However, you may be unaware that artists may deduct ONLY the cost of materials when we give our work to auctions.  I suggest that you ask one of your supporters to buy a pastel painting and donate it next year (there is a one-year waiting period for collectors to take this tax deduction).  Then we have a win-win-win!  I get paid, the collector/donor gets to enjoy owning my beautiful work for a year AND take a tax deduction for the full amount that he/she paid for it.  Plus, your organization gets to sell my painting at next year’s auction.

Don’t you agree this is a better approach for everyone involved?

Sincerely…

 

Comments are welcome!   

  

   

Pearls from Artists* # 313

Barbara and Tomas in Panajachel, Guatemala

Barbara and Tomas in Panajachel, Guatemala

*an ongoing series of quotations – mostly from artists, to artists – that offers wisdom, inspiration, and advice for the sometimes lonely road we are on.

Proclaiming that the object in Surrealism was fundamental, [Andre] Breton suggests a radical transition in surrealist creation, one that liberated the poet-artist from all constraints in the making of the artistic object.  Breton’s text calls for a “revolution of the object,” suggesting that in the placing of an object into a new context, and thus attributing it with a new meaning – also called a “detournement” – which takes precedence.  Drawing in his interpretation of Hegelian subject-object relations, Breton describes the “object” as a work of art that relies on a philosophical procedure, affirming the surrealist process as one that is realized in the experience of apprehending the object through a dialectical method.  Citing the work of Marcel Duchamp and Max Ernst, Breton explains that an object may become a product of surrealist creation through the simple “manipulation” of it.  Here ”manipulation“ is defined as a procedure which reveals the object in its original and new state at the same time.  If taking an object out of its original context and placing it in a new space creates the potential for a creative act, then this text seems to validate the surrealist practice of collecting.  As the collector acquired objects and unites them in a gallery or a home, they assume new significance contingent upon their physical juxtaposition to other objects.

Moon Dancers:  Yup’ik Masks and the Surrealists, edited by Jennifer Field, Introduction by Christina Rudofsky

Comments are welcome!

Travel photo of the month*

On the ‘Mi Teleferico’ line, La Paz, Bolivia

On the ‘Mi Teleferico’ line, La Paz, Bolivia

*Favorite travel photographs that have not yet appeared in this blog.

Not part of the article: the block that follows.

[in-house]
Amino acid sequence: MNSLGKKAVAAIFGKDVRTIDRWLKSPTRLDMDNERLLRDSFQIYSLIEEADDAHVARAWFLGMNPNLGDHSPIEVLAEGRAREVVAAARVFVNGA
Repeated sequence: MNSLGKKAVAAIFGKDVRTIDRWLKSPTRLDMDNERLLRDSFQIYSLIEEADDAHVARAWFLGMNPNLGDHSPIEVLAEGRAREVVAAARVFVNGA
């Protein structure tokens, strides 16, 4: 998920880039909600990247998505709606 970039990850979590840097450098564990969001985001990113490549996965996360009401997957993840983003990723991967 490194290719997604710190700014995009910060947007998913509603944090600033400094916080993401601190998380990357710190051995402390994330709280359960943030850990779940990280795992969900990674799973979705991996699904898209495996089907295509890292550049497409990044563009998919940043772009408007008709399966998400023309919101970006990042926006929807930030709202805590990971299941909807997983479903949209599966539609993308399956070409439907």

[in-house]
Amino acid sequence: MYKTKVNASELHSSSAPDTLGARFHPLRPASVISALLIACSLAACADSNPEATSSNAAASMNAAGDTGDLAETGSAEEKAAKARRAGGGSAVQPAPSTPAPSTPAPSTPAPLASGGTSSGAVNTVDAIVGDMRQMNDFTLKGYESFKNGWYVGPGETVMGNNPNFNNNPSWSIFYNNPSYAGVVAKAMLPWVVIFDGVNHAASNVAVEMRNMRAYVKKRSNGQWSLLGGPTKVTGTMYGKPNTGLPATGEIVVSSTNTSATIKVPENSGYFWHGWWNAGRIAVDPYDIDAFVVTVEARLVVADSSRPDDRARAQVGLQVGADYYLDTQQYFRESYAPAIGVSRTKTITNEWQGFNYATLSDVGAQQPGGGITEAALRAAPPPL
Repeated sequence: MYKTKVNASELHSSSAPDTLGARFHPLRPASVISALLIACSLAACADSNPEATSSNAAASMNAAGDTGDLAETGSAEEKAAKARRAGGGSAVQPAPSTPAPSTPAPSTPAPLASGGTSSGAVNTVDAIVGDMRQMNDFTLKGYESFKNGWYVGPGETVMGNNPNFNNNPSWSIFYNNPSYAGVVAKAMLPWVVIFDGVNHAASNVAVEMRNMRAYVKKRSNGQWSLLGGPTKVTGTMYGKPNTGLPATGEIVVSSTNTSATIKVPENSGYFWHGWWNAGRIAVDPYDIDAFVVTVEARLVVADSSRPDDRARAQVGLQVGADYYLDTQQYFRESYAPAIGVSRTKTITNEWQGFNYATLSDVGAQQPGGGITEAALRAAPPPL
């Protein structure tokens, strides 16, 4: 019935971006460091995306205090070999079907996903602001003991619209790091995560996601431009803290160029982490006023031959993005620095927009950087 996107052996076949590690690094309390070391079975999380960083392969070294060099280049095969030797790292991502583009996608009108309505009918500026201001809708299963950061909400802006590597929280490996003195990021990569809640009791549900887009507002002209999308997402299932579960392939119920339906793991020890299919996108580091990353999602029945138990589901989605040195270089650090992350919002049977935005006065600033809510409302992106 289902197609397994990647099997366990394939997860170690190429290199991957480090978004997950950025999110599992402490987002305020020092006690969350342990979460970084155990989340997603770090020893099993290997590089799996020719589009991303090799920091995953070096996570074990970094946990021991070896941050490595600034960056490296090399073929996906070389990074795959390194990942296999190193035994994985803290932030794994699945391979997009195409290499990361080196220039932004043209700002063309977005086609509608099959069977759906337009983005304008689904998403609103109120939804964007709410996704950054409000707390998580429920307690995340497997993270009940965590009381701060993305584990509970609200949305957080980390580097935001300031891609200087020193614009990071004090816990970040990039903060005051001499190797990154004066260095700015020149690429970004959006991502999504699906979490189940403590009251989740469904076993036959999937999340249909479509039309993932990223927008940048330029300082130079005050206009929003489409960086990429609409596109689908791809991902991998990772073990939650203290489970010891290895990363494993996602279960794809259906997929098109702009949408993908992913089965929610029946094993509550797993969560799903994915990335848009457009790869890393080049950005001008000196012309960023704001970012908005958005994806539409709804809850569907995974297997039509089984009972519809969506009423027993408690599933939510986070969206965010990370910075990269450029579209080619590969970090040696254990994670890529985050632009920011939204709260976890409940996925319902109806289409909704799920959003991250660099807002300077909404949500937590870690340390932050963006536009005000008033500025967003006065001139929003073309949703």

Comments are welcome!

Pearls from artists* # 312

Barbara in her studio.  Photo:  Izzy Nova

Barbara in her studio. Photo: Izzy Nova

*an ongoing series of quotations – mostly from artists, to artists – that offers wisdom, inspiration, and advice for the sometimes lonely road we are on.

For the young James Joyce, true art is “static,” while false art, which I will here call artifice, is “kinetic.”  These qualifiers, static and kinetic, refer to the effect of the work on the percipient, not to any property of the work itself.  Proper art stills us, evoking an emotional state in which “the mind is arrested and raised above desiring and loathing.”  Improper art does the opposite, aiming to make the percipient act, think, or feel in a certain prescribed manner.  Artifice foregoes the revelatory power that is art’s prerogative in order to impart information, be it a message, an opinion, a judgment, a physiological stimulus, or a command.  Whether the information is good or bad, true or false, pleasant or not is unimportant:  artifice isn’t improper because it is immoral but because it hitches the aesthetic on intentions originating outside the aesthetic realm.  In other words, where art inheres in autoletic expression (expression for its own sake), artifice inheres in practical communication. Proper art moves us, while artifice tries to make us move.   

J.F. Martel in Reclaiming Art in the Age of Artifice:  A Treatise, Critique, and Call to Action 

Comments are welcome!

Q: What’s on the easel today?

Work in progress

Work in progress

A:  I continue working on “Acolytes,” soft pastel on sandpaper, 38” x 58.”  It’s slow going at this stage as I refine my drawing and bring everything to a high state of finish.  My work is all about details.

Comments are welcome!

Pearls from artists* # 311

On the road in Bolivia

On the road in Bolivia

*an ongoing series of quotations – mostly from artists, to artists – that offers wisdom, inspiration, and advice for the sometimes lonely road we are on.

In nature, light and shadow create ephemeral moments of beauty.  To experience the transition from sunset to night we must await and cherish each fleeting moment and not just the finale.  We must be attentive to beauty revealing all its moods.

Amy Tan in In Character: Opera Portraiture, John F. Martin, Foreword by Amy Tan, Preface by David Gockley.

Comments are welcome!